Three Years Later, It is Day-to-Day Survival for Christians in Syria
March 21, 2014
The mass exodus of Syrians into neighboring countries began after the outbreak of civil war in 2011.
Another 3.5 million are displaced inside Syria.
Sabeen* was driving her sister and niece to a hospital in Damascus to visit a friend. As they passed through a neighborhood, gunfire cracked around them. The sound was nothing new to the three Syrian women. After months of violence, their streets looked like asphalt battlefields. Mortar shells left buildings—and human lives—shattered. War overshadowed every aspect of their existence.
Then came the jarring boom.
At least it sounded like an explosion. Something had struck the front of the car.
Stunned that the vehicle was still intact and they were unharmed, the three women continued on toward the hospital. Once safely there, they checked the outside of the car and could not find any evidence of a hit.
Two weeks later, a retired army major who recently became a Christian offered to look over their car. He found that a bullet had gone straight through the engine without touching or jamming anything inside. The bullet stopped at the back of the dashboard, directly across from where Sabeen had been sitting. The only reason it had stopped was because the tip of the bullet was bent backwards—that, and God’s protection.
In a country where death lurks around every corner, some may argue these women were unwise to venture out into the streets of Damascus in the first place. But there is no safe place anywhere in Syria, especially for the hundreds of thousands of Christians who whether by choice or necessity remain within its borders.
Syria’s brutal civil war entered its third year on March 15, and there is no end in sight. An estimated 146,000 Syrians have been killed, according to the Syrian Observatory for Human Rights. Of the 9 million Syrians displaced from their homes, some 2.5 million are now refugees living in squalid conditions in Jordan, Lebanon, Iraq and Turkey. As the war rages on, the total number of Syrians who are internally displaced or refugees in another country now represents 40 percent of Syria’s pre-conflict population.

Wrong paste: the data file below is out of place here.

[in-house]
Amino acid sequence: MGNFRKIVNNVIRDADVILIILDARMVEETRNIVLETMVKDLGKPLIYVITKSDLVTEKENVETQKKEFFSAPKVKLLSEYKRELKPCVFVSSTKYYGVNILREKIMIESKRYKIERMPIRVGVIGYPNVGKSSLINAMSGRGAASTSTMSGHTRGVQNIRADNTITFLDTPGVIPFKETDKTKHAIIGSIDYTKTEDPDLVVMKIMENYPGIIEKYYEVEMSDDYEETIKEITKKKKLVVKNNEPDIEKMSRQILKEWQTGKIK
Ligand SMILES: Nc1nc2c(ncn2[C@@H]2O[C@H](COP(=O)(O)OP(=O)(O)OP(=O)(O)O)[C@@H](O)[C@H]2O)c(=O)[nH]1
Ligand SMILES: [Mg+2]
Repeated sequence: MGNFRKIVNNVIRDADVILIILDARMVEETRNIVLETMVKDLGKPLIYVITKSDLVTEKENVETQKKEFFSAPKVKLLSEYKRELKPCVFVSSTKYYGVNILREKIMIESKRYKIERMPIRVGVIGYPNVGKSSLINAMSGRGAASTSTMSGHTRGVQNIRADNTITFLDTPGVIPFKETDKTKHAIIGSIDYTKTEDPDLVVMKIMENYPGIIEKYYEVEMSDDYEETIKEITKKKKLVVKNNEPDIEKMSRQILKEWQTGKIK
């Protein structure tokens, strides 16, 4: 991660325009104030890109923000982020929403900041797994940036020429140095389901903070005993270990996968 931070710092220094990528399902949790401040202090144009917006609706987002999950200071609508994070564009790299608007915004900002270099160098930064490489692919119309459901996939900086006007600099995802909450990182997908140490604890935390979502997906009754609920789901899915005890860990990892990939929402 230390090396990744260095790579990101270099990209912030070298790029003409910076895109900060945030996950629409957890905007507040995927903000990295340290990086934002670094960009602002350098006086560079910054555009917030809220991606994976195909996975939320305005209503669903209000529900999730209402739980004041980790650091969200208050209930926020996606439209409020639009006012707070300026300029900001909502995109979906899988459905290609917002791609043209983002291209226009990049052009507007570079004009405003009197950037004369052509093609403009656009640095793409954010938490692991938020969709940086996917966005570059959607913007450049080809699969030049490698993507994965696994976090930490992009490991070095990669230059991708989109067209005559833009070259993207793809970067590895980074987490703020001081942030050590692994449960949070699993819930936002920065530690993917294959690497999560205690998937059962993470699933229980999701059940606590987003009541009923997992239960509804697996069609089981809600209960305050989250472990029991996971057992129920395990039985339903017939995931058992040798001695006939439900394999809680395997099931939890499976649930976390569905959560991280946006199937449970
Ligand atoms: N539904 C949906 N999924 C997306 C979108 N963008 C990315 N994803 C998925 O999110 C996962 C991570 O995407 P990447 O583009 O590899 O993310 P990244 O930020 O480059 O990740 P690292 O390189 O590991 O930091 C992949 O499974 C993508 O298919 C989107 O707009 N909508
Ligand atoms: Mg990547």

But Sabeen and her sister refuse to sit back and do nothing. Both women are believers who travel throughout Damascus scouting for needs and holding prayer meetings. Then they connect with churches outside Syria to discuss how best to meet those needs.
‘We know our Lord has been working’
Through faithful Christian workers like Sabeen, indigenous ministries are demonstrating the love of Christ and responding to the needs of some of the most desperate Syrian families with food, housing, and medical assistance.
Christian Aid Mission received the following report from a Jordanian ministry, describing the situation inside Syria and a few hard-won victories that inspire them to press on.
At least half of Syria’s refugees are children.
“Greetings in our Lord’s holy name. Many of you have been asking us for news and stories. Even though we are physically closer to Syria, the reports we receive are not clear and are sometimes conflicting. What is certain is that the situation continues to be one of concern and anxiety to Christians in the region and around the world.
“[We have] many stories about the conflict’s effect on Christians. In one Christian town, believers were caught between the resistance and the regime. On one side, armed gangs of ‘freedom fighters’ directly terrorized the Christian population, threatening them with attacks on their homes, clinics, and offices. On the other side, the Syrian regime targeted these fighters by shelling the town, destroying most of the residents’ houses. Forced to leave with nothing but the clothes on their backs, most of the former residents are now refugees in Damascus.
“Half a million more internally displaced refugees are seeking shelter in other areas of the capital city. Their homes are overcrowded, below decent living standards, and yet still unaffordable. Here are just a few of their stories: